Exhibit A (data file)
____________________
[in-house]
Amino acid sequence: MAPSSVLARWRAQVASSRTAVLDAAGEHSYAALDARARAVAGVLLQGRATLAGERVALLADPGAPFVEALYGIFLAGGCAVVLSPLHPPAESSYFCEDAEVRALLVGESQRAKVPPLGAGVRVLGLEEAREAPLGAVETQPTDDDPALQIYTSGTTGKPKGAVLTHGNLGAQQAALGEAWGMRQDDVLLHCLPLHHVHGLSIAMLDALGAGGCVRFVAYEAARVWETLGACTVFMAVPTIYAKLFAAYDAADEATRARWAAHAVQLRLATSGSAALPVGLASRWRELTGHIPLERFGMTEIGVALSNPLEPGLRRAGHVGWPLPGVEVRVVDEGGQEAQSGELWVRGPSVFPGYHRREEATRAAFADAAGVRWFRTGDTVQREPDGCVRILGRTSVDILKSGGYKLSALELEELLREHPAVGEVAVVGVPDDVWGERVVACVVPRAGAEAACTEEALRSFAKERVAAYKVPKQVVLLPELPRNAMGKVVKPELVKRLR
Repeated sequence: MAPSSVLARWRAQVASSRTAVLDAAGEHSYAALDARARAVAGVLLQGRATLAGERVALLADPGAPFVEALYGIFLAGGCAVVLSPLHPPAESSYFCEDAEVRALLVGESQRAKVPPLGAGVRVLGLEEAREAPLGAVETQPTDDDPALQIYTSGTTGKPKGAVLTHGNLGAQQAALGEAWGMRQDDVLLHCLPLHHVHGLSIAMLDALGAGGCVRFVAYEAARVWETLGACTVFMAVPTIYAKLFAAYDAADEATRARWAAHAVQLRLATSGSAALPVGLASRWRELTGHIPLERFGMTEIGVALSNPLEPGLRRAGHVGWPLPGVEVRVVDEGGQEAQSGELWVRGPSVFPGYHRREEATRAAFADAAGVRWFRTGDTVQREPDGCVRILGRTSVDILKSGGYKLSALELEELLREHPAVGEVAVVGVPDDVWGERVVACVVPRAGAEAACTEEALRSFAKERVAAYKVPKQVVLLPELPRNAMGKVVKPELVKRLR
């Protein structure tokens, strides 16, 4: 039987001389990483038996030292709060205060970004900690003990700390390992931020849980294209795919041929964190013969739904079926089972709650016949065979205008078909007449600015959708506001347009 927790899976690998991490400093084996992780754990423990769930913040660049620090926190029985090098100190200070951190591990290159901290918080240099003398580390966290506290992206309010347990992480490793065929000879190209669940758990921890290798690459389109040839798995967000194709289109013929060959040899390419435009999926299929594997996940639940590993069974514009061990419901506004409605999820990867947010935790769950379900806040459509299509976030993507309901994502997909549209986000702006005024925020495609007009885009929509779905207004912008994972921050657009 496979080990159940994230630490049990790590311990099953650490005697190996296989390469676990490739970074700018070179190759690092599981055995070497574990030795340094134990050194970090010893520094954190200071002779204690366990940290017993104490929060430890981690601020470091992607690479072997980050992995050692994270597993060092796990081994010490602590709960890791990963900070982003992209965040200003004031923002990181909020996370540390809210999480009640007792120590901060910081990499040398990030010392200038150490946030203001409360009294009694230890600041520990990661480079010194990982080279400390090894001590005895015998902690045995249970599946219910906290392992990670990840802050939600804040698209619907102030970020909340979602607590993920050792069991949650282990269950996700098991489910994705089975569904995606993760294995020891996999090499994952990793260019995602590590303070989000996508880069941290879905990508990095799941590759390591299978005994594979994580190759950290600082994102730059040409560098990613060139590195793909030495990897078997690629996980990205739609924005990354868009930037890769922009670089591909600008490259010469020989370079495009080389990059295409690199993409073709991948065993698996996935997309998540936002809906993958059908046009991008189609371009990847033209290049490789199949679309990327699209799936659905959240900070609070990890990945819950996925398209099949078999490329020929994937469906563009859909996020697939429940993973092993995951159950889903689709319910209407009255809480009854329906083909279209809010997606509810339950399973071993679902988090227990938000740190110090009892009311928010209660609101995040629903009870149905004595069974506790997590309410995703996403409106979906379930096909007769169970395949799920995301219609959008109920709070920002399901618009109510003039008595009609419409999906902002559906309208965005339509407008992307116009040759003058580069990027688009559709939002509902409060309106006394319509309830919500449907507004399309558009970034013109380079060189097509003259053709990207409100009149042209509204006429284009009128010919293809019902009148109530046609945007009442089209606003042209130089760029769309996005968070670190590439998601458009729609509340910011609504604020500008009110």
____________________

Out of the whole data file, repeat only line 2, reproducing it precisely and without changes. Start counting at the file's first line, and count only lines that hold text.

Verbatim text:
Amino acid sequence: MAPSSVLARWRAQVASSRTAVLDAAGEHSYAALDARARAVAGVLLQGRATLAGERVALLADPGAPFVEALYGIFLAGGCAVVLSPLHPPAESSYFCEDAEVRALLVGESQRAKVPPLGAGVRVLGLEEAREAPLGAVETQPTDDDPALQIYTSGTTGKPKGAVLTHGNLGAQQAALGEAWGMRQDDVLLHCLPLHHVHGLSIAMLDALGAGGCVRFVAYEAARVWETLGACTVFMAVPTIYAKLFAAYDAADEATRARWAAHAVQLRLATSGSAALPVGLASRWRELTGHIPLERFGMTEIGVALSNPLEPGLRRAGHVGWPLPGVEVRVVDEGGQEAQSGELWVRGPSVFPGYHRREEATRAAFADAAGVRWFRTGDTVQREPDGCVRILGRTSVDILKSGGYKLSALELEELLREHPAVGEVAVVGVPDDVWGERVVACVVPRAGAEAACTEEALRSFAKERVAAYKVPKQVVLLPELPRNAMGKVVKPELVKRLR